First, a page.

Jina Kim is an assistant professor of East Asian studies at Smith College. Her research focuses on the cultural history of early 20th century Korea with primary concentrations in Korean and global modernisms and urban literary modernity. She teaches courses on Korean film, contemporary popular culture, gender & modernity, urban space and identity, and survey of Korean culture from the Three Kingdoms Period to the present times.

Hae-Young Kim is an associate professor of the practice of Korean at Duke University. Her research and teaching interests focus on bilingualism, discourse grammar, second language development, and designing curriculum and materials for Korean learners. She has published on tense/aspect morphology and relative clause construction in L2 Korean, Korean heritage language students in the U.S., and classroom discourse in a content-based language class.

Ross King is an associate professor of Korean language and literature at the University of British Columbia. His research interests include Korean historical linguistics, Korean dialectology, history of Korean linguistics, and Korean language pedagogy. He co-authored the Korean language textbook series Elementary Korean and Continuing Korean and is currently working on various projects related to Korean language and literature in the USSR.

Aimee Nayoung Kwon Duke University

Ji-Eun Lee is currently teaching and working as a post-doctoral associate at the University of Minnesota, Twin Cities Campus. She received a Ph.D degree in Korean literature and culture from Harvard University and has taught and worked at the University of Toronto, Dartmouth College, and the University of British Columbia. Her research interest includes women’s reading in Colonial Korea, gender and gendered voice in Korean literature, and literary and cultural spaces. From fall of 2008, she will start as an assistant professor of Korean studies at Washington University in St. Louis.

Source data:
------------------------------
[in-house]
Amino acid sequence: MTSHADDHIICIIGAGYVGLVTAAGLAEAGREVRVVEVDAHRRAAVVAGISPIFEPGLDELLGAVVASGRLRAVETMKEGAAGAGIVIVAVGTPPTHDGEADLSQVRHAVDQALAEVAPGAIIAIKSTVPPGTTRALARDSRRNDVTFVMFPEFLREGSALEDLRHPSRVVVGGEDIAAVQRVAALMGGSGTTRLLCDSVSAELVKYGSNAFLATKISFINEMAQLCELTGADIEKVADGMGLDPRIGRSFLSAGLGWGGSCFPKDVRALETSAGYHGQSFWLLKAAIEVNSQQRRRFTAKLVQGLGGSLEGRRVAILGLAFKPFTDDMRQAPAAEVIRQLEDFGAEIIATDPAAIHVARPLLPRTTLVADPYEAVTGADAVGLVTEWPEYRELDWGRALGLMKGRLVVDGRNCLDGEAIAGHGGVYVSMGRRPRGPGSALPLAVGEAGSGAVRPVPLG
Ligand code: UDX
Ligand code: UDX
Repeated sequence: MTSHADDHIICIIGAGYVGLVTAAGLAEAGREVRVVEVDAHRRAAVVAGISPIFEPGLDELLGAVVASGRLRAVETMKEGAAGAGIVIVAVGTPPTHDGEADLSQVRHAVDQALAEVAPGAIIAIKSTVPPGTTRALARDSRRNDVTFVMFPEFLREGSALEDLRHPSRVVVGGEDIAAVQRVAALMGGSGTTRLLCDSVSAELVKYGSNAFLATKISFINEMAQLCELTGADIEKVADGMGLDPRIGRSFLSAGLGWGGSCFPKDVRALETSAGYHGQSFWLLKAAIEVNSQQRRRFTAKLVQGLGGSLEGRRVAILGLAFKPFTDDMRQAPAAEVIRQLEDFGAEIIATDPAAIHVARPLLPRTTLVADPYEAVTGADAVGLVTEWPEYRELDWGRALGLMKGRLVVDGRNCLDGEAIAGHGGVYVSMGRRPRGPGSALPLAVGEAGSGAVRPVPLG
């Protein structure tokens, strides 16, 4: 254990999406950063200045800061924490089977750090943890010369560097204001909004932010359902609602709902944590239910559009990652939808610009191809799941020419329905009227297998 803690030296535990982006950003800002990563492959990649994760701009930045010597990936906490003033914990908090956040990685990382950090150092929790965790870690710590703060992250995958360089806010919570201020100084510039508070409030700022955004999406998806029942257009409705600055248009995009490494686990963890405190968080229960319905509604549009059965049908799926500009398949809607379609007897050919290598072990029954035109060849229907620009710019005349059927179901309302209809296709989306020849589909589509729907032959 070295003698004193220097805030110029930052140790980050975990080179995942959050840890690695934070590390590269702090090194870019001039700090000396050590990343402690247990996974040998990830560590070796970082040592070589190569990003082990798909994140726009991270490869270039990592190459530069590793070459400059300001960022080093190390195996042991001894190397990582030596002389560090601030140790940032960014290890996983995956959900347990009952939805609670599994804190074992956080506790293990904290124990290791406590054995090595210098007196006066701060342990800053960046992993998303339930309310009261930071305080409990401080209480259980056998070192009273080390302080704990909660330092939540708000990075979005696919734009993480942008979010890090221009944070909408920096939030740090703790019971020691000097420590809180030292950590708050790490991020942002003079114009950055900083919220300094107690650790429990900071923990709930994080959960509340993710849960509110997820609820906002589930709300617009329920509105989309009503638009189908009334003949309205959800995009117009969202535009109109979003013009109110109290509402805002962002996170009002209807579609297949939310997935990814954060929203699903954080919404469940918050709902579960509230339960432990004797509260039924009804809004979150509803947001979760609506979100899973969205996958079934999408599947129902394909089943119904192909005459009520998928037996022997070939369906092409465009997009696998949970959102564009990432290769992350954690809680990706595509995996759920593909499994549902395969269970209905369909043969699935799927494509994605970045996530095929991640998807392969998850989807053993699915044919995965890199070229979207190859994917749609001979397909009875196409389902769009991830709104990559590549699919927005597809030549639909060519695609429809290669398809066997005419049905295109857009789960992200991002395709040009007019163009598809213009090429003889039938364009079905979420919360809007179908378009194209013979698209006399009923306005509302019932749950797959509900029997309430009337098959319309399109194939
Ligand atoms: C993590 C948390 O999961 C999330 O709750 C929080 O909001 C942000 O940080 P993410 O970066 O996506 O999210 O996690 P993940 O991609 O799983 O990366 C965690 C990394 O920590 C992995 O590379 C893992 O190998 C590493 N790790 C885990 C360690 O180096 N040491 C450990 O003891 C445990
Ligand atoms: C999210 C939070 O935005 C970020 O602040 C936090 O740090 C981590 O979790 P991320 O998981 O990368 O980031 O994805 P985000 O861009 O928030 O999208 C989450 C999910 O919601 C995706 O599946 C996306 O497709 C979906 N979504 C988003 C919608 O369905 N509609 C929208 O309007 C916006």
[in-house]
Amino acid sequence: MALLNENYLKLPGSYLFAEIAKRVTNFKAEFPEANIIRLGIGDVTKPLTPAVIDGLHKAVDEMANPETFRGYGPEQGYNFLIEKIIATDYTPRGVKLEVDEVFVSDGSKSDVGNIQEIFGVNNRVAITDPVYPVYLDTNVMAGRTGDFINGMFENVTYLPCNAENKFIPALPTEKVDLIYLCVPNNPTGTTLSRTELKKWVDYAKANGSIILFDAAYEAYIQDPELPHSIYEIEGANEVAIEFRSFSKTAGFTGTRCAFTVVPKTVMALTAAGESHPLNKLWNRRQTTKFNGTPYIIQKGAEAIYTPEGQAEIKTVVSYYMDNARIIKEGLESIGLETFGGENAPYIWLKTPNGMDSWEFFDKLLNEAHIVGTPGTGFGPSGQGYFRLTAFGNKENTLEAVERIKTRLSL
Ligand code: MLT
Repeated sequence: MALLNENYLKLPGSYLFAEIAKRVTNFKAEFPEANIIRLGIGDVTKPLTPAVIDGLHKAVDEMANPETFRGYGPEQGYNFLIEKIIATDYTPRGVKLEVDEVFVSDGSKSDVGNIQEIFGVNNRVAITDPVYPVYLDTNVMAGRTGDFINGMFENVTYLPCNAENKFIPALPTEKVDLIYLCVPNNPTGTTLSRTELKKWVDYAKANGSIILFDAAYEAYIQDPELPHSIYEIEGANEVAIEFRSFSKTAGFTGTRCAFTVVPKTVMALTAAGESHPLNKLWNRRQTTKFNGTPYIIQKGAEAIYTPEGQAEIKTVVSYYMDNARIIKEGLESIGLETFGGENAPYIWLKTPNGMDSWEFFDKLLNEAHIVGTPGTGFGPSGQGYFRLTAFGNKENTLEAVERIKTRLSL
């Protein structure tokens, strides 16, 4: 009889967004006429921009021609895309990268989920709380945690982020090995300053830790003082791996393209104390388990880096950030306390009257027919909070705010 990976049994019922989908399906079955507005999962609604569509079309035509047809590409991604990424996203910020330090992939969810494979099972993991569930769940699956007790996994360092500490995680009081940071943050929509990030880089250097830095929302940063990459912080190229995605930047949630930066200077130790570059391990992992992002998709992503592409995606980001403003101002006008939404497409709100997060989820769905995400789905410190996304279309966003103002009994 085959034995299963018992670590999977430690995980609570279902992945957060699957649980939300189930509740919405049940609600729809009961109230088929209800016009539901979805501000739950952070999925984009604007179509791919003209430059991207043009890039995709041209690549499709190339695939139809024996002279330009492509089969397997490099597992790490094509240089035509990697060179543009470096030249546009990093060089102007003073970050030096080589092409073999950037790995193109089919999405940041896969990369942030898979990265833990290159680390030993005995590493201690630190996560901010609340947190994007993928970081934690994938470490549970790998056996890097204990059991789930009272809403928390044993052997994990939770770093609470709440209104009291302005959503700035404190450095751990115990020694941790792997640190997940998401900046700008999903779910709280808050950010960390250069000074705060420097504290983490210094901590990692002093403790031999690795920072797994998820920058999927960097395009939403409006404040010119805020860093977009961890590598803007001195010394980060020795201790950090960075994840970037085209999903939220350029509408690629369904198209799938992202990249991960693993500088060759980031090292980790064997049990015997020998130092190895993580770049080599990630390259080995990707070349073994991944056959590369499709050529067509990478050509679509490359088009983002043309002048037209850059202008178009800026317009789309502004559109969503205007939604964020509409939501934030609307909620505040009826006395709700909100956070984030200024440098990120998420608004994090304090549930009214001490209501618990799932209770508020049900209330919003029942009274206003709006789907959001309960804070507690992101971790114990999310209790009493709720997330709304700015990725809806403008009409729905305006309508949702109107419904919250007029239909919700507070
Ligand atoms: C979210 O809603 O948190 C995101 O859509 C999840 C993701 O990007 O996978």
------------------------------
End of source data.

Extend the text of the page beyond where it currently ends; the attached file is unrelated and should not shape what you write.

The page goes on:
Young-Jun Lee is a lecturer in Korean Literature in Department of East Asian Languages and Civilizations at Harvard University, and the Editor-in-Chief of AZALEA: Journal of Korean Literature and Culture, Korea Institute at Harvard University. His research interests include modern Korean literature, intellectual history of Korea, literary theory, and poetry translation. He has translated works by the poets Hwang Jiwoo and Kim Suyŏng, excerpts of which appear in the Columbia Anthology of Modern Korean Poetry (2004).

Sunyoung Park is an assistant professor of Korean literature at the University of Southern California. Her research focuses on colonial period Korean literature. He most recent work is “The Colonial Origin of Korean Realism and Its Contemporary Manifestation” (2006).

Serk Bae Suh is an assistant professor of East Asian languages and literature at the University of California at Irvine. His research interests include modern Korean and Japanese literature, modern Korean and Japanese intellectual history, and colonial and postcolonial studies. His article “Treacherous Translation: the 1938 Japanese-Language Theatrical Version of the Korean Tale Ch’unhyangjŏn” is forthcoming.